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How To Stay Safe in a Storm

Staying safe in a storm. How to choose the best course of action when bad weather rolls in.

by Todd Miller

Spend any significant amount of time in the mountains, and you can plan on getting caught in a few storms. In my years of hiking, camping and working as a mountain guide, I have been knocked off balance by the wind, spent the night shoveling out tents in a blizzard, and watched nearby trees explode after being struck by lightning. Although certainly dangerous, storms can also be a beautiful and exciting part of the mountain experience if you play it safe. 

The first rule to staying safe in a storm is simple—pay attention. Monitor the forecasts for your destination closely for several days until your departure. Once you’re in the backcountry and forecast updates are no longer available, try to gain a sense of what is happening by paying attention to the skies. When a front is approaching, lens-shaped clouds often form over high peaks and the sky will fill with cirrus clouds. Check out a book on mountain weather to learn about these and other signs of an approaching weather system.

Mount Rainier. Photo by James Clark..jpgMount Rainier. Photo by James Clark..jpg
A pink flash of lightning fills the sky during a storm over Mount Rainier. Photo by James Clark.

Occasionally, no matter how careful you are about checking the weather and watching the skies, you will get caught in a storm. Whether it’s a summer thunderstorm or a winter snowstorm, the best course of action is to descend. Descending to a lower elevation leaves you less exposed to the fury of the storm. You are less likely to be the tallest object around in the event of a lightning storm. Another bonus to coming down is that if you descend far enough, say, all the way to town, you can get beer and food.

In some cases, however, it’s simply not possible to pack up and descend. You may be at a high camp and already caught in the weather, or perhaps you are in exposed terrain and feel that it would be unsafe to descend on rocks now slick with rain. Your choice of whether or not to descend depends on your circumstances, but there are several factors to consider.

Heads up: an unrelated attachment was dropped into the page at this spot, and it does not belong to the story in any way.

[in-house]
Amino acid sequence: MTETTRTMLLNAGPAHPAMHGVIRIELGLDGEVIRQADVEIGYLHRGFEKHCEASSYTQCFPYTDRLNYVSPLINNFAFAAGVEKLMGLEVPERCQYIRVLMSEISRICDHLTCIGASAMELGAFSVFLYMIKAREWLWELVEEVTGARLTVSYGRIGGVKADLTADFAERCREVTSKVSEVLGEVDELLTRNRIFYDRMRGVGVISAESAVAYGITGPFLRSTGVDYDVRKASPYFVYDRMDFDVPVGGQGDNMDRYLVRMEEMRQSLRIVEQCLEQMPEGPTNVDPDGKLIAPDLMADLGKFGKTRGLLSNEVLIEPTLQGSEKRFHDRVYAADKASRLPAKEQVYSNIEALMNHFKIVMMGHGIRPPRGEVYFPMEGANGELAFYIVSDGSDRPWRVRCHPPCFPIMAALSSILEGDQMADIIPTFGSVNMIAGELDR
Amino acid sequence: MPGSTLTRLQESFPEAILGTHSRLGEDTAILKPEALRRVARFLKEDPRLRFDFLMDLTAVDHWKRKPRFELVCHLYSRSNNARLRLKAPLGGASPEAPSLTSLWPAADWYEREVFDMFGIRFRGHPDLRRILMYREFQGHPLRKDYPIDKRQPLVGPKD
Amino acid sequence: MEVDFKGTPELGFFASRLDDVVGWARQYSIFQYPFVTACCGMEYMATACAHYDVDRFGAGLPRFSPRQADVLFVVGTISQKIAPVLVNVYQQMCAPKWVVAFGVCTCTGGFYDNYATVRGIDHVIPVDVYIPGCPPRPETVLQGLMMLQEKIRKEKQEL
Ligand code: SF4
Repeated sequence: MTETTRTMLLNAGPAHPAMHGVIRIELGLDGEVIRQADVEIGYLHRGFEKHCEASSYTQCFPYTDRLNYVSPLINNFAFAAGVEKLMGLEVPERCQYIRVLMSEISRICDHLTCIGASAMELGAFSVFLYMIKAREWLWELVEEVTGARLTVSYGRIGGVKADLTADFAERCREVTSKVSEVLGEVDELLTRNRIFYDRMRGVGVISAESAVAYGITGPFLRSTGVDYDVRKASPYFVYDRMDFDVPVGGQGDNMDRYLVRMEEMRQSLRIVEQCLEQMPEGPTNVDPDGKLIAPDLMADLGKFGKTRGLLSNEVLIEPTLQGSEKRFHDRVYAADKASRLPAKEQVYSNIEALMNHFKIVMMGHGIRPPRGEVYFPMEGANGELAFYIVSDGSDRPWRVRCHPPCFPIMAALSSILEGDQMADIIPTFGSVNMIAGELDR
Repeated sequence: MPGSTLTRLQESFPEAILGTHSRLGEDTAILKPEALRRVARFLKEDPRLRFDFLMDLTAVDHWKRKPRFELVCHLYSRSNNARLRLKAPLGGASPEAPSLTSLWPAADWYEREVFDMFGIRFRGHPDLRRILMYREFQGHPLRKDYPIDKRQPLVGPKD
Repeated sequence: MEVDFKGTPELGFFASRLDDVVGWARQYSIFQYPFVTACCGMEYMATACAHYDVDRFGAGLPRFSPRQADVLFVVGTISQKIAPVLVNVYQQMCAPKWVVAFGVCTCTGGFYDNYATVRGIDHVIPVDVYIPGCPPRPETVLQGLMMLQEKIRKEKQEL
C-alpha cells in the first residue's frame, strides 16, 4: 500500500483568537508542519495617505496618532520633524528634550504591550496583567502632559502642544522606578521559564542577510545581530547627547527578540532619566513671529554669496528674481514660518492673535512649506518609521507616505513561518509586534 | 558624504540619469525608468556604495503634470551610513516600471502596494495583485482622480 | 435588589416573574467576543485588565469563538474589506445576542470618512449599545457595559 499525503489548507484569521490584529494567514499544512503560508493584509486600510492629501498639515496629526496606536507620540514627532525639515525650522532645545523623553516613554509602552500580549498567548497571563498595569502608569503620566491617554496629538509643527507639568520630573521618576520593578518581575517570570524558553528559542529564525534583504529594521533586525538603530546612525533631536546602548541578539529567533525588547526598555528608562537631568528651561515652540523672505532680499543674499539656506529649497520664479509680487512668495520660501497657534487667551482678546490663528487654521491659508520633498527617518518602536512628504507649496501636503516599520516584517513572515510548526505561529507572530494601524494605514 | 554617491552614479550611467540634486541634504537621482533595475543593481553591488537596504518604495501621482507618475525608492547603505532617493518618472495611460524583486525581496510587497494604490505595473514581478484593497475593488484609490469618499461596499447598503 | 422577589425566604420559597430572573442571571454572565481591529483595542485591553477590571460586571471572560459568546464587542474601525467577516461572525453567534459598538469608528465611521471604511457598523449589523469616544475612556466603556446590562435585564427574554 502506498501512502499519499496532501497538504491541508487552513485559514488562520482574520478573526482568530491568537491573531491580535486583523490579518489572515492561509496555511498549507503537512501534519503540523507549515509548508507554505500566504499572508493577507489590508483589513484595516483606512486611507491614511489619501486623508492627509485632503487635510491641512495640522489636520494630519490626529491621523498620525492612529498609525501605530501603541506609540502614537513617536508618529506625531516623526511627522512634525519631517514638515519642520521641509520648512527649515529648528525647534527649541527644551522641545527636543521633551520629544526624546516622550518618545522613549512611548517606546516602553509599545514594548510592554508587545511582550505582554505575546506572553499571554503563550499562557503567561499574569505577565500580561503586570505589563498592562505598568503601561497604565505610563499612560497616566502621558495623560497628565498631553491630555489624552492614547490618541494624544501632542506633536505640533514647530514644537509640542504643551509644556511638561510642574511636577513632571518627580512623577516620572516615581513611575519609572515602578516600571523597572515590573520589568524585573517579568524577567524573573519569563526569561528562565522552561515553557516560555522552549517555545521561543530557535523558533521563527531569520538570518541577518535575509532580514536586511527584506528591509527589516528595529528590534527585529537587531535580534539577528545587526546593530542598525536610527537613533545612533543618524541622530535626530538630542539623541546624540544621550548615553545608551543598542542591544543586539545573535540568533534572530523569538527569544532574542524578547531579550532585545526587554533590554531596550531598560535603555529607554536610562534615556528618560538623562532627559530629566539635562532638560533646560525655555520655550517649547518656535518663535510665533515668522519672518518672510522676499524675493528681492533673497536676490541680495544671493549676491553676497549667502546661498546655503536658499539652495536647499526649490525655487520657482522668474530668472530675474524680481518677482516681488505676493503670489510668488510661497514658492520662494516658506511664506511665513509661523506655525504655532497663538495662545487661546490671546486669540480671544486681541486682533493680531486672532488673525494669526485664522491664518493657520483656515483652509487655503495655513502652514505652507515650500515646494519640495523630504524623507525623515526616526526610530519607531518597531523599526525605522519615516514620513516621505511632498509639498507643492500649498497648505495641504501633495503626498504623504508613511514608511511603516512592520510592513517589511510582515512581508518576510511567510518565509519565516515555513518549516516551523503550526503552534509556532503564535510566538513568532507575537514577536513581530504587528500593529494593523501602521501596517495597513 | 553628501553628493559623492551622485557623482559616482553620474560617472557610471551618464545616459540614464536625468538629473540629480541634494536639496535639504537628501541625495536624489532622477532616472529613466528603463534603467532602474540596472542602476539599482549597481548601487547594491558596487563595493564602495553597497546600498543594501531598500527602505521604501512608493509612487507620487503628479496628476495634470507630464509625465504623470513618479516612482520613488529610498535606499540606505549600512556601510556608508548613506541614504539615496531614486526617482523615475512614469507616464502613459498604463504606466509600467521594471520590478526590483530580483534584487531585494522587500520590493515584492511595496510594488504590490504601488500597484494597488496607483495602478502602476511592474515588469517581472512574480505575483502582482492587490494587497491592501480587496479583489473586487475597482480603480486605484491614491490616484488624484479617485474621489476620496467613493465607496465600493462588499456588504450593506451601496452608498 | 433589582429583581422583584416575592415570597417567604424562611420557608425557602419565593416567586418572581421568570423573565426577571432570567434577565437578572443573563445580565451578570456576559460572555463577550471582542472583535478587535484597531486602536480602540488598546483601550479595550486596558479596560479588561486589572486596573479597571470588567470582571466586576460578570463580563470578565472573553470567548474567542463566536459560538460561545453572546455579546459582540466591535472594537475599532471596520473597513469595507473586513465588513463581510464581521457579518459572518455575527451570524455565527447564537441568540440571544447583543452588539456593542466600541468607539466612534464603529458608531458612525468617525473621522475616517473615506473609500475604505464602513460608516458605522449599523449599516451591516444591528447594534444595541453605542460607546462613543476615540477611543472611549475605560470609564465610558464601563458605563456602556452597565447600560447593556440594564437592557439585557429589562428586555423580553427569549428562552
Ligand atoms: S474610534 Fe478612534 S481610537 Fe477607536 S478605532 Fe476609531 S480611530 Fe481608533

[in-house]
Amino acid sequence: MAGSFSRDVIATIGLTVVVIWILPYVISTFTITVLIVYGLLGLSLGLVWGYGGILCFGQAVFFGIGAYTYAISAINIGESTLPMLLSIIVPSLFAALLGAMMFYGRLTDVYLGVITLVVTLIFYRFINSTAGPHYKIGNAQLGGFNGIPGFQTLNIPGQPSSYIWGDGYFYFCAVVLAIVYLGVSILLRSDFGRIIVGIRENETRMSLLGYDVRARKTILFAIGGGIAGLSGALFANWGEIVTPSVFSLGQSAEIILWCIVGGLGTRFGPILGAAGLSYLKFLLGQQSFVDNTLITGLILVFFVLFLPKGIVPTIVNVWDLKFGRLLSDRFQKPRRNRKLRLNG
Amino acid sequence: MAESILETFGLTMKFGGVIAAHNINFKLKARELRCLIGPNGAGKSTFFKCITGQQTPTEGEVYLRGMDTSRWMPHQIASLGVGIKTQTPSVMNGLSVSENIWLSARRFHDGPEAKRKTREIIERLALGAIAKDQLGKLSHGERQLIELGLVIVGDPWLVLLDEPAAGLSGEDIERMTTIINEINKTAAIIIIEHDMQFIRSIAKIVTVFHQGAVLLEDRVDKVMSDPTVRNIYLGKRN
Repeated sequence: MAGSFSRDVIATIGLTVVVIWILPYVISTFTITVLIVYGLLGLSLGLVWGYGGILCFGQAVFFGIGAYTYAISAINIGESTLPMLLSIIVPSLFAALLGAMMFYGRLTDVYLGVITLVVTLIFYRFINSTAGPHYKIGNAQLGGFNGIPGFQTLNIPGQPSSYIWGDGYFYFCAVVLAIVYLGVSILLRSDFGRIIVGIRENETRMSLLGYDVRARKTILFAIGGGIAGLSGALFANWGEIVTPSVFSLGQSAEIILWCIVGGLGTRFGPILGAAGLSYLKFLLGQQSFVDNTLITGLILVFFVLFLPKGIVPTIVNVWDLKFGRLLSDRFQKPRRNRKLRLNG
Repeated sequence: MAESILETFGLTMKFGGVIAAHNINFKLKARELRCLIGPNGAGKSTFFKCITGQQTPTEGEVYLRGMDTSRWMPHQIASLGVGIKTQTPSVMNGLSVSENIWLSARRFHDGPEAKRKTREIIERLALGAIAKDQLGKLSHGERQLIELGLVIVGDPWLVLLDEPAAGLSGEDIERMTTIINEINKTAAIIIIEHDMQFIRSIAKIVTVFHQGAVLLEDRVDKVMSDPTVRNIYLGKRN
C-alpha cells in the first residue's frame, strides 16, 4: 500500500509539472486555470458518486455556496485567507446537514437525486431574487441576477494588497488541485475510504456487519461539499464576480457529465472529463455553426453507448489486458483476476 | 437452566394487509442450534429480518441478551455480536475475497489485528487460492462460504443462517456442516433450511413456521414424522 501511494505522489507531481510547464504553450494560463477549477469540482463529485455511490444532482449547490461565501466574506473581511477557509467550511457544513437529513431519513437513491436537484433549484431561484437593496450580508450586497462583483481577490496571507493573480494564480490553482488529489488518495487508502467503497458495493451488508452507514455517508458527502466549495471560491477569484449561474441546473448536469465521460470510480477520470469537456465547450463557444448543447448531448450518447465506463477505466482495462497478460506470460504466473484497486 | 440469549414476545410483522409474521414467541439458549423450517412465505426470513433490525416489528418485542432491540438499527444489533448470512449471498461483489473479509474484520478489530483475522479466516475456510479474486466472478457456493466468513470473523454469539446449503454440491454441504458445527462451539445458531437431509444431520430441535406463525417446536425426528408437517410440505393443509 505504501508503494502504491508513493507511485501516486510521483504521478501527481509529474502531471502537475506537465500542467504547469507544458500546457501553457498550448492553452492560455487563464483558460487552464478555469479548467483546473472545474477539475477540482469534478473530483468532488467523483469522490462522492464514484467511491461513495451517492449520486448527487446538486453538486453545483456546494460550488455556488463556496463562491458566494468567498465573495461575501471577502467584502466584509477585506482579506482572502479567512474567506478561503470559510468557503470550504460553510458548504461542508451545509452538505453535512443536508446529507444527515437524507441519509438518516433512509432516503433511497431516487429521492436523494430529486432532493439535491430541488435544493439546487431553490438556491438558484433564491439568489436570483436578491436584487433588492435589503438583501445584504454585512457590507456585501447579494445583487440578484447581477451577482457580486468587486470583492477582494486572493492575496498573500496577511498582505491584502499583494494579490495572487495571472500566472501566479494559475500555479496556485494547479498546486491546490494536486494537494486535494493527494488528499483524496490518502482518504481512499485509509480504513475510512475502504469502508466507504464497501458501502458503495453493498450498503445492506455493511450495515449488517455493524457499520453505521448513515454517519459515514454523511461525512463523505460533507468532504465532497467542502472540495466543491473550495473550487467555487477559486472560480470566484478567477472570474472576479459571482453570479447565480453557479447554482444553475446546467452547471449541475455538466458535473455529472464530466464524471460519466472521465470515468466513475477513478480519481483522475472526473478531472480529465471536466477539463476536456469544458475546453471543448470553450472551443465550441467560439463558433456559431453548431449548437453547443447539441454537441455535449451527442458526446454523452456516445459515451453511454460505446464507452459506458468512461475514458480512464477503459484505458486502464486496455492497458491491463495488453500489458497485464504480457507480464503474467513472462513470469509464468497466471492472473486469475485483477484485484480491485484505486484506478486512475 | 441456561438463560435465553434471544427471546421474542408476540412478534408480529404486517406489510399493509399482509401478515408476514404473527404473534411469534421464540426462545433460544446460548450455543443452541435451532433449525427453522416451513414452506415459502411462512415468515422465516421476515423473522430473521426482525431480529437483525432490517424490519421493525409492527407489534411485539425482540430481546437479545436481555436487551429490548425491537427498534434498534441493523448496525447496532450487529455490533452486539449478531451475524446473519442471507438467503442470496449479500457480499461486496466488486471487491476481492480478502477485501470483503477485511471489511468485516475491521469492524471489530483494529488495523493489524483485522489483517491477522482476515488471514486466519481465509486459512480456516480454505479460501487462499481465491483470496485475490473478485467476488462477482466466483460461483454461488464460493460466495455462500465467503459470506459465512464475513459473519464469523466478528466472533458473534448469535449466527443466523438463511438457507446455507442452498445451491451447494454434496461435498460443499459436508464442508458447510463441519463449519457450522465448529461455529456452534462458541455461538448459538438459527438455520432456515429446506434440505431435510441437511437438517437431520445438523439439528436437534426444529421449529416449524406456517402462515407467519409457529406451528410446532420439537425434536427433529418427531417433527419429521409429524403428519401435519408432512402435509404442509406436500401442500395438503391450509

First, if you choose to wait out the storm, how long are you prepared to wait it out? The worst part of a summer thunderstorm will typically last only a few hours. However, if you are up high in the fall and a winter storm is approaching, it may be best to pack up and make an attempt to get out of there before visibility deteriorates further. Fall and winter snowstorms can last for long periods of time in the Cascades; choosing to stay put in a high camp and wait out an approaching storm, which could last for more than a week, may be unwise.

Here are two key questions to ask yourself—how far away is relative safety and what is the terrain like? If you can dash down below tree line quickly, go for it. If the safety of a lower valley is far away and there is tricky terrain to negotiate, it may be best to wait it out.

Getting caught in a storm is a risk that we all accept when we enter the mountains. This article merely provides an introduction to the topic; true knowledge will come from years of experience, watching the weather and learning not to press your luck. Remember, the best way to stay safe in a storm is to not get caught in one in the first place.

This article originally appeared in the Sept+Oct 2010 issue of Washington Trails Magazine. Support trails as a member of WTA to get your one-year subscription to the magazine.